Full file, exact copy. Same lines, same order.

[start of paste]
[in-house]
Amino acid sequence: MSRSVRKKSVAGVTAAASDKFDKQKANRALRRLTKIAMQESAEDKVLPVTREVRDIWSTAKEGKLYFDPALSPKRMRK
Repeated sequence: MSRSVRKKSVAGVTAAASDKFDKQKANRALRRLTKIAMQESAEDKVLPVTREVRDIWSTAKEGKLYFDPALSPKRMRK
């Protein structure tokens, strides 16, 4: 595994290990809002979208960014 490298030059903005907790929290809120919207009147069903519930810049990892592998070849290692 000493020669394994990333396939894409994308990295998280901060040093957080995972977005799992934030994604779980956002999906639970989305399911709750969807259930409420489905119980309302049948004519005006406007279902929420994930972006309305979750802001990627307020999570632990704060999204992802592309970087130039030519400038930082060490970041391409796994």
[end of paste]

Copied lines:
[in-house]
Amino acid sequence: MSRSVRKKSVAGVTAAASDKFDKQKANRALRRLTKIAMQESAEDKVLPVTREVRDIWSTAKEGKLYFDPALSPKRMRK
Repeated sequence: MSRSVRKKSVAGVTAAASDKFDKQKANRALRRLTKIAMQESAEDKVLPVTREVRDIWSTAKEGKLYFDPALSPKRMRK
């Protein structure tokens, strides 16, 4: 595994290990809002979208960014 490298030059903005907790929290809120919207009147069903519930810049990892592998070849290692 000493020669394994990333396939894409994308990295998280901060040093957080995972977005799992934030994604779980956002999906639970989305399911709750969807259930409420489905119980309302049948004519005006406007279902929420994930972006309305979750802001990627307020999570632990704060999204992802592309970087130039030519400038930082060490970041391409796994």